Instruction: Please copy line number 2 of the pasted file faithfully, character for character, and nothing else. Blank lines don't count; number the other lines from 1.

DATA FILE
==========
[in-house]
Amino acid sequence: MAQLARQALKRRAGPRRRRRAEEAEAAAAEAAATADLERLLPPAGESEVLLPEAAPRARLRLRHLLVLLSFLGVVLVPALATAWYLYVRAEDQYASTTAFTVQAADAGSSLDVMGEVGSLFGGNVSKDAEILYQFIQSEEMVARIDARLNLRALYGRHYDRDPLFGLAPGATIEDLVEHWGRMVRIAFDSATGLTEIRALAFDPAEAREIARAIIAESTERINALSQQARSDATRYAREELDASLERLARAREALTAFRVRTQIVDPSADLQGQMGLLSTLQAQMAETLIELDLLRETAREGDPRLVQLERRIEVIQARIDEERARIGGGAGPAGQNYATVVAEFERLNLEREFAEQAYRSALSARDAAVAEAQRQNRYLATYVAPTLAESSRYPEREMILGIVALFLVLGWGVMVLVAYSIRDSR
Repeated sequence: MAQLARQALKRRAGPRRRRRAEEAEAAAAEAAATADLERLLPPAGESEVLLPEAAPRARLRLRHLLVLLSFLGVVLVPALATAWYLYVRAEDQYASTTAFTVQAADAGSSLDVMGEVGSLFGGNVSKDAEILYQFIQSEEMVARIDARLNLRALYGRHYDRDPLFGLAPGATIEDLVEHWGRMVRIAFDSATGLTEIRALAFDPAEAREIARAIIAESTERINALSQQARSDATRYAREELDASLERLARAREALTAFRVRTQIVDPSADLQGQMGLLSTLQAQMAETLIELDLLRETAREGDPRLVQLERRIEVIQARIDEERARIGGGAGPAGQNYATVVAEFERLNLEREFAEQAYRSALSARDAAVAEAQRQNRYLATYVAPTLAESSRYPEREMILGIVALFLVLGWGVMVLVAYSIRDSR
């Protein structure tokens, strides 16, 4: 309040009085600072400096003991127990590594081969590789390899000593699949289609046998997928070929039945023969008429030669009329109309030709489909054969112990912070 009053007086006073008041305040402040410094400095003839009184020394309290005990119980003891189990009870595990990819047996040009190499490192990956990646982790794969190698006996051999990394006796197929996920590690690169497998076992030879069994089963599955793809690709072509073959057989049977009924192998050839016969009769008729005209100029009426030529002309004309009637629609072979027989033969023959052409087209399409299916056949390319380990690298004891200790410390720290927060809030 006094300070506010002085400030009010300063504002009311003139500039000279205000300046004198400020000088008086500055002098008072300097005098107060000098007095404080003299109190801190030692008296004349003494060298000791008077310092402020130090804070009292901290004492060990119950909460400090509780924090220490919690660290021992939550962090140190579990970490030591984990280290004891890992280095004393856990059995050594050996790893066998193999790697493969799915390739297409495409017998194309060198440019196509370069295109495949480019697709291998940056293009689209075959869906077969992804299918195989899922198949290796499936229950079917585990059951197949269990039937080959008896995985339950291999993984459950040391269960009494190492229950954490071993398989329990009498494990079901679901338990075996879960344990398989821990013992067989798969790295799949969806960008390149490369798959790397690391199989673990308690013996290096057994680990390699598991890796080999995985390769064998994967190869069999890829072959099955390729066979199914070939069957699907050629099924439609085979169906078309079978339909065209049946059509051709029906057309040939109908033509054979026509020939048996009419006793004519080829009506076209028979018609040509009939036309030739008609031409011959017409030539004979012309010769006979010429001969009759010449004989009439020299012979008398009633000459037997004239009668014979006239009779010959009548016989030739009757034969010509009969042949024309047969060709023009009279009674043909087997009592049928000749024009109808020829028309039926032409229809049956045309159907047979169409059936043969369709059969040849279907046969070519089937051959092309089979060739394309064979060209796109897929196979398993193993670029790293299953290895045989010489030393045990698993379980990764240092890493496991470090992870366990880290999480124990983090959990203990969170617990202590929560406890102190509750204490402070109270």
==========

Amino acid sequence: MAQLARQALKRRAGPRRRRRAEEAEAAAAEAAATADLERLLPPAGESEVLLPEAAPRARLRLRHLLVLLSFLGVVLVPALATAWYLYVRAEDQYASTTAFTVQAADAGSSLDVMGEVGSLFGGNVSKDAEILYQFIQSEEMVARIDARLNLRALYGRHYDRDPLFGLAPGATIEDLVEHWGRMVRIAFDSATGLTEIRALAFDPAEAREIARAIIAESTERINALSQQARSDATRYAREELDASLERLARAREALTAFRVRTQIVDPSADLQGQMGLLSTLQAQMAETLIELDLLRETAREGDPRLVQLERRIEVIQARIDEERARIGGGAGPAGQNYATVVAEFERLNLEREFAEQAYRSALSARDAAVAEAQRQNRYLATYVAPTLAESSRYPEREMILGIVALFLVLGWGVMVLVAYSIRDSR